Over 90% of passwords vulnerable to hacking
Passwords in the Middle East - even ones deemed to be "strong" - are actually susceptible to infiltration.
May 23, 2013 8:51 by kippreport
In what is set to be the region’s most anticipated gathering of information security experts, the Gulf Information Security Expo and Conference (GISEC) will take place from 3 – 5 June 3 to address hot-button issues in the cyber security arena.
The event comes amid thought-provoking research indicating that more than 90% of the user-generated passwords in the Middle East – including the ones which IT professionals deem to be “strong” – are actually susceptible to hacking, leaving the door open for billions of dollars in potential financial, reputational and strategic damages.
These revelations are according to the 2013 Middle East TMT Predictions by global firm Deloitte. According to the study, underlining the need for urgent solutions by information security experts is the fact that while it previously took cyber criminals about 5.5 hours to crack any eight-character password, they are now resorting to “crowd hacking” where criminals outsource the task to thousands of other machines and fellow hackers, enabling them to decipher the codes and undo years of IT professionals’ work in mere seconds.
Recently, regional online payment provider CashU has also warned Middle East PC users to remain diligent and protect their PCs with up-to-date antivirus in light of the recent malicious attacks across the region. A virus called “ransomware,” has been spreading across the region, prompting users with an onscreen message that their PC is locked and asks users to send a set amount of money via CashU service to have their PC unlocked. It has documented attacks in Saudi Arabia, UAE and Qatar, as well as the Levant.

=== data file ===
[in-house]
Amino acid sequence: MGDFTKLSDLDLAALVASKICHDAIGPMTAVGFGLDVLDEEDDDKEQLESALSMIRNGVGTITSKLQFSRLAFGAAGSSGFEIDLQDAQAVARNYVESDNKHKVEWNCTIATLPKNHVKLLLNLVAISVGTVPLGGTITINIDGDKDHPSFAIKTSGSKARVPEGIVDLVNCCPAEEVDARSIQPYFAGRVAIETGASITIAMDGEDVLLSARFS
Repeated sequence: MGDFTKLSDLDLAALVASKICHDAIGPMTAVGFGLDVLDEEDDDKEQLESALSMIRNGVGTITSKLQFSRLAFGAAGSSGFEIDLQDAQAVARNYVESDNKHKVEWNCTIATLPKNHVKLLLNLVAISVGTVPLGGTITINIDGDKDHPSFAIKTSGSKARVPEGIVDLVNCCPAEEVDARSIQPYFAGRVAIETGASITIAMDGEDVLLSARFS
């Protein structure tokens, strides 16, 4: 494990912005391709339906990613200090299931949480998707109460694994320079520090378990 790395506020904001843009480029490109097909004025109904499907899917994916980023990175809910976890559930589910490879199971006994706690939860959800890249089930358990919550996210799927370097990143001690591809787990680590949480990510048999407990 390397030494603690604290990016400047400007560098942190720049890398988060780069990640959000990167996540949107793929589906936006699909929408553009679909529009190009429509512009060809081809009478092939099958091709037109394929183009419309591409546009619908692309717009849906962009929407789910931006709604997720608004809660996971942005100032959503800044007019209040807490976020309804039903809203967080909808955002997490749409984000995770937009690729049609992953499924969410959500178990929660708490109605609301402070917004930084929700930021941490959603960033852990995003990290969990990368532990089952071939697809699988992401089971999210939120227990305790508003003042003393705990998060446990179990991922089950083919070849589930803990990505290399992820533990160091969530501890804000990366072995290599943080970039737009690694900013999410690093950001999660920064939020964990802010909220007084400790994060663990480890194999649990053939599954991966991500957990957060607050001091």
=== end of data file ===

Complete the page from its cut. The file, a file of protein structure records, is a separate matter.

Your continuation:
“These phishing attacks are primarily targeting PC users with the aim of collecting private information such as user data, financial and password information,” said Omar Soudodi, acting CEO of CashU.
According to a Ponemon Institute report that was commissioned by Juniper Networks, web-based and DoS (Denial of Service) attacks are the most serious types of attacks reported by respondents’ companies – making up 62% and 60% of the cases respectively. This has motivated the participants at GISEC to collaborate and share information on recent attacks so that criminals can be identified by their modus operandi.
Kevin Mitnick, hacker turned international cyber security guru, will speak at the GISEC Conference to share his perspective on the threat of “social engineering” – a highly effective type of attack that exploits the human element of corporate security.
While relatively unknown to the general public, the term “social engineering” is widely used within the computer security community to describe the techniques hackers use to deceive a trusted computer user within a company into revealing sensitive information, or trick an unsuspecting mark into performing actions that create a security hole.
Mitnick is to illustrate why a misplaced reliance on security technologies alone, such as firewalls, authentication devices, encryption, and intrusion detection systems are virtually ineffective against a motivated attacker using these techniques.